"I'll agree to the fact that I have any number of awful character traits. But not to the fact that whatever they did to us as kids automatically made me sick and gay while you stayed straight and healthy." Welcome to The Normal Heart. When I left my faculty position at Greenville College last year to pursue an MFA in stage management from the University of Illinois, I already knew 3 things: 1. I was ridiculously blessed by this opportunity, 2. my faith was one of the few things unwelcome in the theatre world, and 3. I would be working on The Normal Heart. What I didn't expect was that I would have my faith both challenged and strengthened while working on The Normal Heart, nor that I would walk away completely captivated by the story and truth of the show. In the midst of the 80s AIDS crisis, a love story between 2 gay men, and playwright Larry Kramer's angry railings against everyone imaginable - the straight world, the gay world, Christians, non-Christians, the rich, the government, etc. - lives The Normal Heart. And it is tragic. And beautiful.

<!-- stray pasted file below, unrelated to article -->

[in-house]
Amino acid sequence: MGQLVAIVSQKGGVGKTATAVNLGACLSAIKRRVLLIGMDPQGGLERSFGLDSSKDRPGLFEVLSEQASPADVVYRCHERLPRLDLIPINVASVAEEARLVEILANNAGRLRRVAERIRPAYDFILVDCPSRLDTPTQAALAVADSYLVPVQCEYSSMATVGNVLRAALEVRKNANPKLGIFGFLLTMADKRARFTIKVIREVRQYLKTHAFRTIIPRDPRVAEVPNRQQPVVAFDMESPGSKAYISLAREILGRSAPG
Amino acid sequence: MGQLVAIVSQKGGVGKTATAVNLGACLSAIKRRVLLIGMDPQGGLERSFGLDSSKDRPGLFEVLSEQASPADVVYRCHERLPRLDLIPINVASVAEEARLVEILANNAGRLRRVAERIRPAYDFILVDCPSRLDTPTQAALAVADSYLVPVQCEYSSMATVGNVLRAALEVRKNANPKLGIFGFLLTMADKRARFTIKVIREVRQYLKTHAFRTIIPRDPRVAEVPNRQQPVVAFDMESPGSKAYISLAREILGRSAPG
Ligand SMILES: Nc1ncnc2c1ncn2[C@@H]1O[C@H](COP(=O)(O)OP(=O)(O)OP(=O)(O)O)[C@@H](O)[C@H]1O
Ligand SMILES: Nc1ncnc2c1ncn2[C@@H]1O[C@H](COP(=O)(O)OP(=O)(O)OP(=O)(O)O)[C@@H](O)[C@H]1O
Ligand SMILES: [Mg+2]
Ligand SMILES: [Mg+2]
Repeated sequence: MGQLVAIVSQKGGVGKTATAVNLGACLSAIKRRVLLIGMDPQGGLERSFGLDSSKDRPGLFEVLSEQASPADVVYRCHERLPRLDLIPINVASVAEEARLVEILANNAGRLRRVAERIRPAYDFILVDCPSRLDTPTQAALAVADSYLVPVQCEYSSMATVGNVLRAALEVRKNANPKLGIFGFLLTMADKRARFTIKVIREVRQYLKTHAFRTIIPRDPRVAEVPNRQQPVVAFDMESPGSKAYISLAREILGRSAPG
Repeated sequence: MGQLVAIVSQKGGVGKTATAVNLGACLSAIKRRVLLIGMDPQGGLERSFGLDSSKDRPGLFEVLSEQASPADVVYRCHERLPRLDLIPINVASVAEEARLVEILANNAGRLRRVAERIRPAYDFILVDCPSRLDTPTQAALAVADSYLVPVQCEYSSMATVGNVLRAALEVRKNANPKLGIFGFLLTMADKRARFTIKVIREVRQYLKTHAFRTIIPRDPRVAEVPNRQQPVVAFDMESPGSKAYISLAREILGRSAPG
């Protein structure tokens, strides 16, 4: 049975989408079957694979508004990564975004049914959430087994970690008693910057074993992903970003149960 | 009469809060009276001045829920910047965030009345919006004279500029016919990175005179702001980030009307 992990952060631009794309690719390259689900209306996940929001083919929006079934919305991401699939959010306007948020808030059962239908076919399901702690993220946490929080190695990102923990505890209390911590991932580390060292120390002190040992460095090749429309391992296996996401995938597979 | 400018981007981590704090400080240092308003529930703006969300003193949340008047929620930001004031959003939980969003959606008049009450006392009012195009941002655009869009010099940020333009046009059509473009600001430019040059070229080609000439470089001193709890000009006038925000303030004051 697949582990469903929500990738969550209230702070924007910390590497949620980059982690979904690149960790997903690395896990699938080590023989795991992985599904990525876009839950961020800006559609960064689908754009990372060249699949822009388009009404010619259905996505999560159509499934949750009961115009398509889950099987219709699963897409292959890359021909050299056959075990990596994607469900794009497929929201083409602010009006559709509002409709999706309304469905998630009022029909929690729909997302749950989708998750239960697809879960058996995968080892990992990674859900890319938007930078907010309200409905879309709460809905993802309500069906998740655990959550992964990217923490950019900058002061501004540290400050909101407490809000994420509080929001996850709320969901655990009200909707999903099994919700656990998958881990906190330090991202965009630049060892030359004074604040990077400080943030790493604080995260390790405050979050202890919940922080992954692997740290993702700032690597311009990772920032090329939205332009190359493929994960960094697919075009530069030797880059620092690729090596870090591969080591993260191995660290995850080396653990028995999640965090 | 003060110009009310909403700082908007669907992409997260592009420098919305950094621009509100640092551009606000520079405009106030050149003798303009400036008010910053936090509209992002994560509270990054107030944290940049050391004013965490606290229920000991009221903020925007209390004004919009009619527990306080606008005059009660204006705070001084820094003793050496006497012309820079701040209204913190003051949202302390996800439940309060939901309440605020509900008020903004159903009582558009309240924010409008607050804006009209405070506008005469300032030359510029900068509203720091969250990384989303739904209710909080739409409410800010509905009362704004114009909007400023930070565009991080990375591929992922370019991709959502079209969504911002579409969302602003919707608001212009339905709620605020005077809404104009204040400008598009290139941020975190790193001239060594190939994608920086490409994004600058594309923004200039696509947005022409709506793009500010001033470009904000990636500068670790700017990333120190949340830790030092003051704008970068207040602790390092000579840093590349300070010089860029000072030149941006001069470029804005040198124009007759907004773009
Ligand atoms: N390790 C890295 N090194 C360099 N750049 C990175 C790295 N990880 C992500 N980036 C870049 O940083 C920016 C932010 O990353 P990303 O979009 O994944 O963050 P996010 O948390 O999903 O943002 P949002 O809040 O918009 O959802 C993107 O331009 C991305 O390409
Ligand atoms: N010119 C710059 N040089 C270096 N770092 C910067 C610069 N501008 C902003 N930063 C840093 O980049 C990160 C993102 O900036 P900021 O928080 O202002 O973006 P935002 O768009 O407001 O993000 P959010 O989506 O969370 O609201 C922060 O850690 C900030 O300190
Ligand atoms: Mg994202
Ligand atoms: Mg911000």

For the past couple of weeks, the Papyrus has run “Christians Rated R” part I and part II discussing why and how Christians should go about engaging Rated “R” films. (We have worked to provide a method/argument for a way of coming to these films on their own terms while still retaining a Christian identity). This week concludes this series with a final installment that explores an “R” rated film in an attempt to put our thoughts into practice. I have chosen for this piece a film from the late 90s entitled The Boondock Saints. Essentially, the film is about two Irish brothers who, after defending themselves and others in a bar fight, are attacked by low-level enforcers for the Russian mob. The brothers end up killing the enforcers, after which they receive a prophetic call from God to go and smite out that which is evil so that “that which is good may flourish.” The brothers go about systematically tracking down members of the Russian mob and other criminals who they believe are doing evil things. In this process, they develop a relationship with a federal detective who tries to discern whether or not what the brothers are doing is righteous. The brothers believe that they are acting in the truth and justice of God, for they are doing what is necessary to keep the tyranny of evil at bay. The overall sentiment of the film is that the indifference of good people is a worse evil than intentionally evil actions.